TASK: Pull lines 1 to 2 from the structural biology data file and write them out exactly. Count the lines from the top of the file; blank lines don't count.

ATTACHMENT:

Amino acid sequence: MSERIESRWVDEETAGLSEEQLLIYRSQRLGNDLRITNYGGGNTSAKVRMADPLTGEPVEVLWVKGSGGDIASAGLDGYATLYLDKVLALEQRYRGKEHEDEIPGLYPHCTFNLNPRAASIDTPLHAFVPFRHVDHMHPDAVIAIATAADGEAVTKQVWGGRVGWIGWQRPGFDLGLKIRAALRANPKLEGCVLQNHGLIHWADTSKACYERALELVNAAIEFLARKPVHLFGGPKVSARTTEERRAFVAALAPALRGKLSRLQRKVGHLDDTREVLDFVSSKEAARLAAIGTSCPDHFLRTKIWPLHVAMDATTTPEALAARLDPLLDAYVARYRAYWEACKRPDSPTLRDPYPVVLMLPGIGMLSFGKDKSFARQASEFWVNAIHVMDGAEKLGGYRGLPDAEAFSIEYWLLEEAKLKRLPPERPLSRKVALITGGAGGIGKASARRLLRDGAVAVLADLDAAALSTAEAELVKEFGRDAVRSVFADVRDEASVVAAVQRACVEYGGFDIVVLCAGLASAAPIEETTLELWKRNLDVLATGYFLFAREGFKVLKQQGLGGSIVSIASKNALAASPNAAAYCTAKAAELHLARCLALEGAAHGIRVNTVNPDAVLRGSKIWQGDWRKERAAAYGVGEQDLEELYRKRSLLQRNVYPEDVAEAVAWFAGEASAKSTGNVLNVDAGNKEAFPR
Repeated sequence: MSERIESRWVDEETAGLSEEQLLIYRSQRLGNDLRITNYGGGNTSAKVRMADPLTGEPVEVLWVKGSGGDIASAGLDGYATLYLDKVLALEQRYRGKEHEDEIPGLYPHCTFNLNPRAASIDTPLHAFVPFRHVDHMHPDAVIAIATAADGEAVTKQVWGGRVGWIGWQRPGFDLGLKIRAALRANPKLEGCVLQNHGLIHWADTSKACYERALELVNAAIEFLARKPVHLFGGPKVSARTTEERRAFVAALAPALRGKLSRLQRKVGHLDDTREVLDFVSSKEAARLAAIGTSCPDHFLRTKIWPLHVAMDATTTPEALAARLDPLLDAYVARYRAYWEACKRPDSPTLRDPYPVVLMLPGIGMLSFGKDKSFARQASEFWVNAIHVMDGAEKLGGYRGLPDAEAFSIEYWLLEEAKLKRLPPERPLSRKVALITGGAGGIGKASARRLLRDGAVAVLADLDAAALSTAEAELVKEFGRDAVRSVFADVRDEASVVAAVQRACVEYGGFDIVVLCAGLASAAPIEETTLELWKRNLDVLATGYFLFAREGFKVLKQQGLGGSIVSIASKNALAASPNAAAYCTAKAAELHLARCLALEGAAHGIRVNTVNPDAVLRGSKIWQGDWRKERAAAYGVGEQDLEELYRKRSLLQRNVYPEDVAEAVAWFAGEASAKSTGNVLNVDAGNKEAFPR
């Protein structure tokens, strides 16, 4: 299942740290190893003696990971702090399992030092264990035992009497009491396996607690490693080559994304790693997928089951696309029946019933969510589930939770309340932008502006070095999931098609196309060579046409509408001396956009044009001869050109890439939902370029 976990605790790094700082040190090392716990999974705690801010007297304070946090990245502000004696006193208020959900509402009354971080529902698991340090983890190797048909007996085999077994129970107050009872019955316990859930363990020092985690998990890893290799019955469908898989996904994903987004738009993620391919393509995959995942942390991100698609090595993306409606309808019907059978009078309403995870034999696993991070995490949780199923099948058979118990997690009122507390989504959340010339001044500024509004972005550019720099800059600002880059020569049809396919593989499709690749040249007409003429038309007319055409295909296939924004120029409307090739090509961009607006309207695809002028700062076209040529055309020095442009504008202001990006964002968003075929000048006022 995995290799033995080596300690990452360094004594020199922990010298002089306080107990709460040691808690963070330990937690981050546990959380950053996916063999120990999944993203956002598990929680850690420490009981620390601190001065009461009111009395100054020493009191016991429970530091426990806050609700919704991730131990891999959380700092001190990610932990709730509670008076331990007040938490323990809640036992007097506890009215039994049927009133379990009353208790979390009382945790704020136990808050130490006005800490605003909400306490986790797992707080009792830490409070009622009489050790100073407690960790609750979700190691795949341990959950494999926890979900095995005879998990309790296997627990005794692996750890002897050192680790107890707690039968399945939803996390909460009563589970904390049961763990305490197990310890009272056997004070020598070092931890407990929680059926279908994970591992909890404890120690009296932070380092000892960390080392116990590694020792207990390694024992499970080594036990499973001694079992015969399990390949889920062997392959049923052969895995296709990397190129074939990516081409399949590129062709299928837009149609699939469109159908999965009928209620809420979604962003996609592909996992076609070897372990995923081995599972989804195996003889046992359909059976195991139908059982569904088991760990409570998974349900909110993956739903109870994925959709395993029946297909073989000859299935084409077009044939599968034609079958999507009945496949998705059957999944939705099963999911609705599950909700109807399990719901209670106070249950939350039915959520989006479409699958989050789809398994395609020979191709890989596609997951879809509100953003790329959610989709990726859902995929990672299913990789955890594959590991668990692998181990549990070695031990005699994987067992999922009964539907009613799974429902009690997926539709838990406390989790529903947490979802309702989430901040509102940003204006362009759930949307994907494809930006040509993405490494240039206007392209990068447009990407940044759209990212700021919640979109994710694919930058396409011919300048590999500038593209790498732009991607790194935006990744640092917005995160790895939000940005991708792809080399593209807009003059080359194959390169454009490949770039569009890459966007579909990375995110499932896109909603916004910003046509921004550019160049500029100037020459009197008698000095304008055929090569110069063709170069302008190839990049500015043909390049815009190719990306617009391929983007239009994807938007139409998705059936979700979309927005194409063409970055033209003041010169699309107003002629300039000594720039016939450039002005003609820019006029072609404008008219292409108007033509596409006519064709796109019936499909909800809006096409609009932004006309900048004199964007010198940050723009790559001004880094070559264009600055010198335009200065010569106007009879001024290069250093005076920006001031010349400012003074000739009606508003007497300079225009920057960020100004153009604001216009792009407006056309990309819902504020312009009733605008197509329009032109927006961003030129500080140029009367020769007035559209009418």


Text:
Amino acid sequence: MSERIESRWVDEETAGLSEEQLLIYRSQRLGNDLRITNYGGGNTSAKVRMADPLTGEPVEVLWVKGSGGDIASAGLDGYATLYLDKVLALEQRYRGKEHEDEIPGLYPHCTFNLNPRAASIDTPLHAFVPFRHVDHMHPDAVIAIATAADGEAVTKQVWGGRVGWIGWQRPGFDLGLKIRAALRANPKLEGCVLQNHGLIHWADTSKACYERALELVNAAIEFLARKPVHLFGGPKVSARTTEERRAFVAALAPALRGKLSRLQRKVGHLDDTREVLDFVSSKEAARLAAIGTSCPDHFLRTKIWPLHVAMDATTTPEALAARLDPLLDAYVARYRAYWEACKRPDSPTLRDPYPVVLMLPGIGMLSFGKDKSFARQASEFWVNAIHVMDGAEKLGGYRGLPDAEAFSIEYWLLEEAKLKRLPPERPLSRKVALITGGAGGIGKASARRLLRDGAVAVLADLDAAALSTAEAELVKEFGRDAVRSVFADVRDEASVVAAVQRACVEYGGFDIVVLCAGLASAAPIEETTLELWKRNLDVLATGYFLFAREGFKVLKQQGLGGSIVSIASKNALAASPNAAAYCTAKAAELHLARCLALEGAAHGIRVNTVNPDAVLRGSKIWQGDWRKERAAAYGVGEQDLEELYRKRSLLQRNVYPEDVAEAVAWFAGEASAKSTGNVLNVDAGNKEAFPR
Repeated sequence: MSERIESRWVDEETAGLSEEQLLIYRSQRLGNDLRITNYGGGNTSAKVRMADPLTGEPVEVLWVKGSGGDIASAGLDGYATLYLDKVLALEQRYRGKEHEDEIPGLYPHCTFNLNPRAASIDTPLHAFVPFRHVDHMHPDAVIAIATAADGEAVTKQVWGGRVGWIGWQRPGFDLGLKIRAALRANPKLEGCVLQNHGLIHWADTSKACYERALELVNAAIEFLARKPVHLFGGPKVSARTTEERRAFVAALAPALRGKLSRLQRKVGHLDDTREVLDFVSSKEAARLAAIGTSCPDHFLRTKIWPLHVAMDATTTPEALAARLDPLLDAYVARYRAYWEACKRPDSPTLRDPYPVVLMLPGIGMLSFGKDKSFARQASEFWVNAIHVMDGAEKLGGYRGLPDAEAFSIEYWLLEEAKLKRLPPERPLSRKVALITGGAGGIGKASARRLLRDGAVAVLADLDAAALSTAEAELVKEFGRDAVRSVFADVRDEASVVAAVQRACVEYGGFDIVVLCAGLASAAPIEETTLELWKRNLDVLATGYFLFAREGFKVLKQQGLGGSIVSIASKNALAASPNAAAYCTAKAAELHLARCLALEGAAHGIRVNTVNPDAVLRGSKIWQGDWRKERAAAYGVGEQDLEELYRKRSLLQRNVYPEDVAEAVAWFAGEASAKSTGNVLNVDAGNKEAFPR